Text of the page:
“I was dreamin' when I wrote this
Forgive me if it goes astray
But when I woke up this mornin'
Could have sworn it was judgment day
The sky was all purple
There were people runnin' everywhere
Tryin' to run from the destruction
You know I didn't even care
They say two thousand zero, zero, party over,
Oops, out of time!
So tonight I'm gonna’ party like its 1999!”
It's 7:00 in the morning and I’m already sweating buckets. Temperatures are expected to be in the mid 30’s. (That’s mid to upper 90’s to my fellow Americans who find Celsius incomprehensible.) Thank goodness that Songkran is finally here. I for one am definitely ready for a bucket or two of water to be dumped over my head. You see, I’ve found out a wonderful secret which I will share with. If you are in a continual state of being soaking wet, you’re not hot any more! Profound eh? Seriously though, I actually enjoy going out to lem-nam “play with water” during Songkran. I admit that it’s not easy to feel neutral about Songkran. You either loave it or loathe it. I’ve often heard that many farangs who live in Bangkok prefer to simply to leave town during these few days. Apparently much of the soaking is done in a friendly manner. Not so in my adopted home of Lampang! A small ocean of water is tossed about, but always with a warm smile, even if that smile is a drunken one! Oh yes, water is not the only thing flowing during Songkran. It seems as though everyone is blitzed from morning to evening, and I do mean everyone. The streets are filled with 13 and 14 year old girls zonked on Spy! I suppose, given the fact “The Crack of Doom” has opened and seems ready to swallow Thailand, getting stinkin’ drunk doesn’t sound like a bad idea. Everyone does seem to be partying harder this year. Tomorrow may be civil war, but today it's time to “get down”!
On a more innocent note, Songkran came two days early to my school, and it was wonderful! Right now we are in the middle of Summer School, and what better way to have some fun than to have a good old-fashioned water fight! So, for the last two hours of the day, we did just that. Our school thoughtfully provided barrels of water all over campus to refill water guns. Oh did we get wet! Actually most of the Pratom and Mathayom teachers went and hid like sniveling cowards in their offices, but I “The Farang”, along with the Anuban teachers went out to get soaked. As far as I’m concerned, those who stayed dry missed out on a lot of fun. In the spirit of sanuk, the school actually brought in a fire engine to spray us all. Now that was something a little different!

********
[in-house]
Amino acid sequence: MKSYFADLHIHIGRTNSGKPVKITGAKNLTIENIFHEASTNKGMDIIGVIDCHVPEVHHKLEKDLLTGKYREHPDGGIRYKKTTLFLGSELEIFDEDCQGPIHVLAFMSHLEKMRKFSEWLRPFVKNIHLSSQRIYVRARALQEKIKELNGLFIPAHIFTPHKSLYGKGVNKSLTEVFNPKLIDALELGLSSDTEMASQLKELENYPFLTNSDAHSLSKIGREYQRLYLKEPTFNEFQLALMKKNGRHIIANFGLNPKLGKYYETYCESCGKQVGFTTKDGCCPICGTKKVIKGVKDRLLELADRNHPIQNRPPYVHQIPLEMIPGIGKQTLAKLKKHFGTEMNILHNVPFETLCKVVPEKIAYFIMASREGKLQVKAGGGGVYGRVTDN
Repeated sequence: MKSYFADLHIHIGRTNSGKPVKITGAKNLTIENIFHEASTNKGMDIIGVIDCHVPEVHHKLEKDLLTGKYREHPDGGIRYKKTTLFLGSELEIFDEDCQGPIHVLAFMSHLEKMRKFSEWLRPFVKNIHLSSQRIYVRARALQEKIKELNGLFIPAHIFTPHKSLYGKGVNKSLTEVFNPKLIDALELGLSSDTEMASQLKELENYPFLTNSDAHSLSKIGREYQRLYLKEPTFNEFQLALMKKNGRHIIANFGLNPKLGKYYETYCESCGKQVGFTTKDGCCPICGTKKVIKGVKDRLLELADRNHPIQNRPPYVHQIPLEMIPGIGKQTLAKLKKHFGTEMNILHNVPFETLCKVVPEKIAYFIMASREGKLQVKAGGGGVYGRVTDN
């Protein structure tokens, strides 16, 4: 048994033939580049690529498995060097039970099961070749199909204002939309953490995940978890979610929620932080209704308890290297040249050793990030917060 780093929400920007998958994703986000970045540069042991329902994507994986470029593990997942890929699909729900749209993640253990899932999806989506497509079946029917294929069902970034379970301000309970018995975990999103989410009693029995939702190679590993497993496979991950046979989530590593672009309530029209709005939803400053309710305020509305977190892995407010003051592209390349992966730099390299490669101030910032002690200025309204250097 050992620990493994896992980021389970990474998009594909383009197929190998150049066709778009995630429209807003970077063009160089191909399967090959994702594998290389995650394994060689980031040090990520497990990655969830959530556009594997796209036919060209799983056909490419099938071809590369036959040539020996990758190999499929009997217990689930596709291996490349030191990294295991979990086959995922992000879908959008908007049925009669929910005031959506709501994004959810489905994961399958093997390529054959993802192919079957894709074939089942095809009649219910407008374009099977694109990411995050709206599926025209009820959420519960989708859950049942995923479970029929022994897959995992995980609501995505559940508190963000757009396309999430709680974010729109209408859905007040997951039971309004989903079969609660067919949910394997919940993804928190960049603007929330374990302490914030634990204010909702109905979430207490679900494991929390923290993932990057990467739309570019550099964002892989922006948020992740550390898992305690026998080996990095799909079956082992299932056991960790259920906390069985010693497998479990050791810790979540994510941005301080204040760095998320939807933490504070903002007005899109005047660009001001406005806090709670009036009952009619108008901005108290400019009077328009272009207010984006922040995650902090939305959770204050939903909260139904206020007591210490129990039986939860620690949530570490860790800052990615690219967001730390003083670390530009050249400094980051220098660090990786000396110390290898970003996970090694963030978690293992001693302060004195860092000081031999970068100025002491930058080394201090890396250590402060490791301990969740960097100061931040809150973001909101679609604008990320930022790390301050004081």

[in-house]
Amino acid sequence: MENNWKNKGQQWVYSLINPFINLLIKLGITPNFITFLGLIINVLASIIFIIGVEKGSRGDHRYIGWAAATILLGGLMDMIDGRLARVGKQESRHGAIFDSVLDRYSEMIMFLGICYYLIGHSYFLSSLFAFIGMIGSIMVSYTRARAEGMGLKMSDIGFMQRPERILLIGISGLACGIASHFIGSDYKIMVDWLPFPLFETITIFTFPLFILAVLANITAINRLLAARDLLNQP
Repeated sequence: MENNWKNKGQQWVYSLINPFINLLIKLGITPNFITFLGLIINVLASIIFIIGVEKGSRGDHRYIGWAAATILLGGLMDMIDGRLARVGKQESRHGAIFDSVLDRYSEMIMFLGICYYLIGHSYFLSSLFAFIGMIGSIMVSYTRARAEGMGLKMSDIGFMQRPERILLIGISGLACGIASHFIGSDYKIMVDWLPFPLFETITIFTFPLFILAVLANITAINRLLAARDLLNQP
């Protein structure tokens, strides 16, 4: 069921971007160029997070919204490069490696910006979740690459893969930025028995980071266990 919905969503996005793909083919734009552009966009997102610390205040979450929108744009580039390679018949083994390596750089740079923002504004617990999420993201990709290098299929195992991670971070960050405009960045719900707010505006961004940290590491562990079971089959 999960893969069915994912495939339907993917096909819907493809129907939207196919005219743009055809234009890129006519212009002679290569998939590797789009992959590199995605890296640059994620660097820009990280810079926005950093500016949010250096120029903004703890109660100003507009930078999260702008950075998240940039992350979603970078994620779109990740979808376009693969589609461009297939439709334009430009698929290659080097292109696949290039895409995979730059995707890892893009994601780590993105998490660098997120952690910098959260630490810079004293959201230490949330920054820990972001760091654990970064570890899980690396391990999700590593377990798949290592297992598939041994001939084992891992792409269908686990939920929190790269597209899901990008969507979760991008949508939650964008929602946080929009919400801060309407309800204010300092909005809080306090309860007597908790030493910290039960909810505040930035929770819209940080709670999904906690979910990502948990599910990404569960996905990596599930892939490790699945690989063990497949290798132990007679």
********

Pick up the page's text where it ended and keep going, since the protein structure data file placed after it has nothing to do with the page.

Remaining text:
That evening there was a special drum ceremony in the center of town. One hundred and eight enormous drums! Wow! You could feel those bass notes!
The next day my family and I went for a day trip to Doi Saket to visit a botanical garden/resort. That and how we got caught up in the red Tide are related in an earlier submission, Deja Deja-Vous.
Moving on to Songkran itself, I have established a little tradition that I enjoy. I put on a pair of shorts, a neon colored flowered shirt and my sandals and head off into town on my bicycle. On the way I inevitably stop for a small child to give me my first soaking of the day. Okay, I’m done, I’m wet, and I’m ready to party. Let the water fly! And fly it does, from every direction. While I don’t mind getting a full bucket flung at me, it is a bit disconcerting when you get hit in the head from behind, especially if I’m actually pedaling along…and especially of the bucket of water is of the ice cold variety. Dowsing someone with water from a barrel with a large block of ice floating in it fits the Thai sense of humor. Oh well, I may yelp, but I take it like a man. Fortunately most of the water I encounter is warm.
One nice thing about iced water, at least when it’s been flung upon a pretty girl, is that, well, some delightful anatomical parts suddenly stand out and stand up at attention. Okay I admit it! One of the most delightful things about Songkran is a plethora of soaking wet young, pretty girls wearing very little except a smile. Sometimes it’s nice being the only farang around. You do get a lot of heart-melting smiles from the girls.
This is not to say that the guys are any less friendly. No they are all only too happy to wish me Sawadee Phi Mai…and of course dowse me, smear me with talcum powder paste, or best…hand me a cold drink. “Chai-yo!” I am not much of a drinker. Songkran is the one time of year when I “indulge” in more than a drink or two. In point of fact I never refuse a drink handed to me. It’s no surprise then that soon I’m definitely feeling in a festive mood. The locals do appreciate that a farang has come out to party with them, Thai style. I certainly appreciate being welcomed in a warm and friendly manner.
While this particular party will be going on well into the night, it’s time for me to start for home. Ah, if only I were a decade or two younger! Oh well, I’m thankful that I’m well enough these days to enjoy things as well as I do.
That evening, as my wife and I watched events unfold in Bangkok, I had to count my blessings that we were far, far away from the chaos. Here in Lampang everyone was having some mostly innocent fun. Somehow I don’t think anyone was doing much partying in the City of Angels this Songkran.
Great report and photos!